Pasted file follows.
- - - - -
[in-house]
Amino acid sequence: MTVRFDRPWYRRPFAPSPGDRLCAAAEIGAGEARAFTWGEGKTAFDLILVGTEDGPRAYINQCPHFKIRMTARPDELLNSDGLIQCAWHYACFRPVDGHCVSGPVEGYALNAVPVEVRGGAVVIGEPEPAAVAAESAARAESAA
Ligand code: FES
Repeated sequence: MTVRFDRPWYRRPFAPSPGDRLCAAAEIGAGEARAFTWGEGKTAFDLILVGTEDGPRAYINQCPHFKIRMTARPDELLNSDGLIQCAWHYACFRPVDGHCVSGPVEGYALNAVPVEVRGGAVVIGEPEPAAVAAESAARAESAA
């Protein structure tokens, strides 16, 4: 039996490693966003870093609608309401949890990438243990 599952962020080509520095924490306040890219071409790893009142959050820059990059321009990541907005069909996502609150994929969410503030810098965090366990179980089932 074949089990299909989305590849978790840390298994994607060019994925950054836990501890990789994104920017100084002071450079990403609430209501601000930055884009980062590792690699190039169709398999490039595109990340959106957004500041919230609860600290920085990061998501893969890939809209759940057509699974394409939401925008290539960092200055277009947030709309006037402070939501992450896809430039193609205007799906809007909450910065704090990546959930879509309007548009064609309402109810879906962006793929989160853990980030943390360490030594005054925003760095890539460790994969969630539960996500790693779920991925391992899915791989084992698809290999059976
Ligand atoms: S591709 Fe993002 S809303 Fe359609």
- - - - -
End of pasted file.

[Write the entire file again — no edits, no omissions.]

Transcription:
[in-house]
Amino acid sequence: MTVRFDRPWYRRPFAPSPGDRLCAAAEIGAGEARAFTWGEGKTAFDLILVGTEDGPRAYINQCPHFKIRMTARPDELLNSDGLIQCAWHYACFRPVDGHCVSGPVEGYALNAVPVEVRGGAVVIGEPEPAAVAAESAARAESAA
Ligand code: FES
Repeated sequence: MTVRFDRPWYRRPFAPSPGDRLCAAAEIGAGEARAFTWGEGKTAFDLILVGTEDGPRAYINQCPHFKIRMTARPDELLNSDGLIQCAWHYACFRPVDGHCVSGPVEGYALNAVPVEVRGGAVVIGEPEPAAVAAESAARAESAA
């Protein structure tokens, strides 16, 4: 039996490693966003870093609608309401949890990438243990 599952962020080509520095924490306040890219071409790893009142959050820059990059321009990541907005069909996502609150994929969410503030810098965090366990179980089932 074949089990299909989305590849978790840390298994994607060019994925950054836990501890990789994104920017100084002071450079990403609430209501601000930055884009980062590792690699190039169709398999490039595109990340959106957004500041919230609860600290920085990061998501893969890939809209759940057509699974394409939401925008290539960092200055277009947030709309006037402070939501992450896809430039193609205007799906809007909450910065704090990546959930879509309007548009064609309402109810879906962006793929989160853990980030943390360490030594005054925003760095890539460790994969969630539960996500790693779920991925391992899915791989084992698809290999059976
Ligand atoms: S591709 Fe993002 S809303 Fe359609």